Editor's corner/ Over a cup of tea
Heidi M. Pascual*
Publisher & Editor
* 2006 Journalist of the
Year for the State of
“Wake up, it’s 4 a.m., we don’t want to be late for the mass at dawn,” my mother orders her five
children, aged 4-15, who are sleeping soundly on two large mats covered with mosquito nets. It
takes her several times to repeat her “wake up” alert — coupled with gentle tickling of our toes —
until the three older ones finally start to move. Being the oldest, I am expected to respond immediately
to her call and to help my younger siblings prepare for church. It is December 16, the first day of the
nine-day dawn masses leading up to Christmas Day, the happiest and most important day of the year
for Filipino Catholics.
“Let us leave the young ones then,” mother says when she notices that they are sound asleep.
“Ka Toyang will take care of them.” Ka Toyang is our katulong (house help), who usually goes home at
night and comes back to our house early in the morning. She doesn’t charge my mother very much, I
guess. We are not wealthy. In fact, we are poor and have been this way since my father left us a few
years ago; but my mother is a teacher, and it is necessary to have a katulong whenever she is out
working. In the Philippines, there are many women who work as katulongs; it seems it is the only job
available for those who never had the opportunity to go to school. My mother treats Ka Toyang as an
older sister. I often see my mother giving her some rice and used books for Ka Toyang’s own children.
We go to church and I take my place as the church organist for the Immaculate Concepcion Parish
Church in the town of Santa Cruz, province of Laguna. I love playing the sacred music during the
mass and, of course, the Christmas songs during communion. I feel I am offering my talent to God
every time I play the church organ, although I usually complain to my mother that my right foot is having a hard time pedaling the
old organ. “That is part of the sacrifice, honey,” my mom says. “Let’s pray that our church receives funds or a donation for a new
It is a good idea, I tell myself, so every day, during the mass at dawn, I pray for three things:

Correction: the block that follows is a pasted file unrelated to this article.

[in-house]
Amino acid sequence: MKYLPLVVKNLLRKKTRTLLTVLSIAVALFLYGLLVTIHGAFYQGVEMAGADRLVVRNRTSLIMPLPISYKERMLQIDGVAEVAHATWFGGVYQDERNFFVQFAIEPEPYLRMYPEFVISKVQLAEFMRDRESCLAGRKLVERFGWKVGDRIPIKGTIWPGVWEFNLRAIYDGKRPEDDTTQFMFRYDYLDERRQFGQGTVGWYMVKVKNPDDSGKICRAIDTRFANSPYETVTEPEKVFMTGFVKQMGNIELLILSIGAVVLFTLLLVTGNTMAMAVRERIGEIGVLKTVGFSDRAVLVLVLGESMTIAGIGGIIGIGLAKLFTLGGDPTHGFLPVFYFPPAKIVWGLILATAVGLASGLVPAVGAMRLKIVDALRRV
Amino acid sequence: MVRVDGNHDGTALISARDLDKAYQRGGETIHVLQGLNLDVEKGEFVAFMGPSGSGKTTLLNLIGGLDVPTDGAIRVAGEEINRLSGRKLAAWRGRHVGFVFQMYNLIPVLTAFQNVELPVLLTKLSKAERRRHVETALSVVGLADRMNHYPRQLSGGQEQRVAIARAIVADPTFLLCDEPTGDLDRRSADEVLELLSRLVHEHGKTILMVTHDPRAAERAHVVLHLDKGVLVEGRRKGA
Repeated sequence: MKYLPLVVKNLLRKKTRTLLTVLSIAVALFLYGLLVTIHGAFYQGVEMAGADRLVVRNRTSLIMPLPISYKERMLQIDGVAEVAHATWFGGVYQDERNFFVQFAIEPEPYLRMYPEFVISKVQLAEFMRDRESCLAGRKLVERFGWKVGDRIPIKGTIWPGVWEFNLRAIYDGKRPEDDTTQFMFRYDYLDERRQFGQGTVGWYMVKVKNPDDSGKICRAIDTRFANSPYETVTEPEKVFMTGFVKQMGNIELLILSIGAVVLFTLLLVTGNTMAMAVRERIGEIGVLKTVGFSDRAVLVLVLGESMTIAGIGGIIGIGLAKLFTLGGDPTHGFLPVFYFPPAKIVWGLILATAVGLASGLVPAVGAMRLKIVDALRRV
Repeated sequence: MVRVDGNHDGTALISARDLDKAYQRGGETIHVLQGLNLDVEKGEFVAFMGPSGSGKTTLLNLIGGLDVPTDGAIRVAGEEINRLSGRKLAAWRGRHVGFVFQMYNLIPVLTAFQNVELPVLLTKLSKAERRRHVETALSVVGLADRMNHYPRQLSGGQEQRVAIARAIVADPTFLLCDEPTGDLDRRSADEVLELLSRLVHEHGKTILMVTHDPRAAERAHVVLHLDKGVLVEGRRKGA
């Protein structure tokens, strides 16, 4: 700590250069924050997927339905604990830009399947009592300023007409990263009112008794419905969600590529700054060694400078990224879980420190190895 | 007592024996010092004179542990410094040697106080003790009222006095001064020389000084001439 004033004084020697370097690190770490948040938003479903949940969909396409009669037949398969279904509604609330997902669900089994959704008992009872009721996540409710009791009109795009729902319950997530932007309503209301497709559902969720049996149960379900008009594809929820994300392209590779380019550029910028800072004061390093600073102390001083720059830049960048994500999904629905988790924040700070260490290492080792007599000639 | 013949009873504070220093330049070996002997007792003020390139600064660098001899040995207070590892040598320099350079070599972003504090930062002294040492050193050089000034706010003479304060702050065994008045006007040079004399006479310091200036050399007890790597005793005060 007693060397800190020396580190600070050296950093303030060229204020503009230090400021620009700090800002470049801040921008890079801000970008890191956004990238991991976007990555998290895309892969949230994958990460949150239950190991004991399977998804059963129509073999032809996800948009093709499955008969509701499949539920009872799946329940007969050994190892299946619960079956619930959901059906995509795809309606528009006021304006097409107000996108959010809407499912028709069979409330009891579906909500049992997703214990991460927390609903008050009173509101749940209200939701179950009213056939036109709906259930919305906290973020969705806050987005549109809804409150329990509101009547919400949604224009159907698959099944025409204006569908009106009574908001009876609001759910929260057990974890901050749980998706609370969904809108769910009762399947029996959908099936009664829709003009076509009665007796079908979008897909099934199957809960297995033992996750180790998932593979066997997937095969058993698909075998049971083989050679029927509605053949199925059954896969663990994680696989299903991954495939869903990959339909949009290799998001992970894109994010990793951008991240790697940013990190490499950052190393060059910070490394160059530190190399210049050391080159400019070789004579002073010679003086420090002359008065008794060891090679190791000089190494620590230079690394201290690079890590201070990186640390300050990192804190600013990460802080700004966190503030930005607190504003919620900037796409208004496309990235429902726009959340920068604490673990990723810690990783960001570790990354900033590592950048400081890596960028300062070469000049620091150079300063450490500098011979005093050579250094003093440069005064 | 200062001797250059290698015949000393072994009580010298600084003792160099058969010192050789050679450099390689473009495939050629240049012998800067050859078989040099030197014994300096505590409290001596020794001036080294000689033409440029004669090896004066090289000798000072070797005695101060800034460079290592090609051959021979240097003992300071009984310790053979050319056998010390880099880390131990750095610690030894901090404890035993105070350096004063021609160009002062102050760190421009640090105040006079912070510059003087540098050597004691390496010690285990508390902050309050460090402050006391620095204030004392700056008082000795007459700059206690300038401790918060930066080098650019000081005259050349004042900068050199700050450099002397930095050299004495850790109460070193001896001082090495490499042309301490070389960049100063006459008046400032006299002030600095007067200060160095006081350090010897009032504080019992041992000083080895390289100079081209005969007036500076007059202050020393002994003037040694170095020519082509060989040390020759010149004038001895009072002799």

1) To help my mother and our family survive and have a happy and long life;
2) To help all those in need, especially our relatives, neighbors and friends; and
3) To help our church purchase a new organ.
I see my mother crying as she prays, and I think I know why. With five children and no husband to help her, the future is
uncertain. The Christmas season makes it more difficult for her to feel happy because she cannot afford to give her children new
clothes, shoes and toys – things kids love to have for Christmas. Her face lights up when she listens to the parish priest’s homily,
though. It is always a reminder of what is truly important in this world and in this life. “Christmas is a day of giving because God
the Father gave His Son Jesus to us,” Father Limjoco says. “He loves us, and no matter how difficult life is now, you can
overcome this trial, because He will always be with you in your journey. Knock and the door will be opened to you.” Such
soothing words are very important to many parishioners who, like us, are needy and uncertain of things to come.
We go home after the mass with a better outlook on life and a stronger faith. With whatever little money my mother has, she’ll
buy kakanin (sticky rice treats) such as puto bumbong (sticky rice cooked in bamboo stems), puto (rice cakes), or suman (sticky
rice in banana or coconut leaves) for her children and Ka Toyang. The day starts well for my mom and her kids.
When Christmas eve comes, there is always a “Santa” (my aunt and godmother Tia Onor) who visits us, with new clothes,
shoes and toys for the children. She never forgets what we, the children of her brother (my father), need, especially during
Christmas season. “Don’t forget to pray every day and to be good in the eyes of the Lord,” she reminds us children. “You’ll be
blessed.” Tia Onor is always there for us, to help ease the pain of having an absent father. I really believe in my heart that Tia
Onor is our angel.
Of the three things that I pray for every day that Christmas season, one is immediately answered – a new electronic Yamaha
organ, and it has a soft pedal! The donor is an old lady who is always sitting at the back of the church choir. Perhaps she knows
my predicament as I play the old organ.
I can say that God has answered the two other things I prayed for, although it took Him awhile. The beautiful thing is, He is
still answering them and He has not stopped helping our family and those in need.
I remember the homily of our parish priest then to “Knock ...” But that wasn’t all. Father Limjoco also said, “... but you have to
prove to God that you are worthy.”
Merry Christmas to all!